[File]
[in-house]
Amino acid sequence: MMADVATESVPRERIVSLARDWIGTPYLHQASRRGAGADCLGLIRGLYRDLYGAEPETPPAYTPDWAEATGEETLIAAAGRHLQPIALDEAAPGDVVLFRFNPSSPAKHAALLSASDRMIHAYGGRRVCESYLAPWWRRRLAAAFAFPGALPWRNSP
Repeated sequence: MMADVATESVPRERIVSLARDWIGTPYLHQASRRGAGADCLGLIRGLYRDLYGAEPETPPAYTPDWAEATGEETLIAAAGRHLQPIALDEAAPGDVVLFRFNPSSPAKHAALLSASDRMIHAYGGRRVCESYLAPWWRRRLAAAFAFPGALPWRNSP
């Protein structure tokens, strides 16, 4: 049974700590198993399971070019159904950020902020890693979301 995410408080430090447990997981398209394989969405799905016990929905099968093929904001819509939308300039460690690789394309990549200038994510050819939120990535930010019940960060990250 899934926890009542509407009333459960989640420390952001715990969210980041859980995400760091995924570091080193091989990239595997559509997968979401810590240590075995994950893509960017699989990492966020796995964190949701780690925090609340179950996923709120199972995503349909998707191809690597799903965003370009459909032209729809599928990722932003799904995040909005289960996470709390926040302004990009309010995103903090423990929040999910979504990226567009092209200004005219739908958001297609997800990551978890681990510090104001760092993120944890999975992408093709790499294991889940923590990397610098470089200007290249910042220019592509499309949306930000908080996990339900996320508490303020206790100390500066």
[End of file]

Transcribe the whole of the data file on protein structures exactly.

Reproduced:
[in-house]
Amino acid sequence: MMADVATESVPRERIVSLARDWIGTPYLHQASRRGAGADCLGLIRGLYRDLYGAEPETPPAYTPDWAEATGEETLIAAAGRHLQPIALDEAAPGDVVLFRFNPSSPAKHAALLSASDRMIHAYGGRRVCESYLAPWWRRRLAAAFAFPGALPWRNSP
Repeated sequence: MMADVATESVPRERIVSLARDWIGTPYLHQASRRGAGADCLGLIRGLYRDLYGAEPETPPAYTPDWAEATGEETLIAAAGRHLQPIALDEAAPGDVVLFRFNPSSPAKHAALLSASDRMIHAYGGRRVCESYLAPWWRRRLAAAFAFPGALPWRNSP
């Protein structure tokens, strides 16, 4: 049974700590198993399971070019159904950020902020890693979301 995410408080430090447990997981398209394989969405799905016990929905099968093929904001819509939308300039460690690789394309990549200038994510050819939120990535930010019940960060990250 899934926890009542509407009333459960989640420390952001715990969210980041859980995400760091995924570091080193091989990239595997559509997968979401810590240590075995994950893509960017699989990492966020796995964190949701780690925090609340179950996923709120199972995503349909998707191809690597799903965003370009459909032209729809599928990722932003799904995040909005289960996470709390926040302004990009309010995103903090423990929040999910979504990226567009092209200004005219739908958001297609997800990551978890681990510090104001760092993120944890999975992408093709790499294991889940923590990397610098470089200007290249910042220019592509499309949306930000908080996990339900996320508490303020206790100390500066």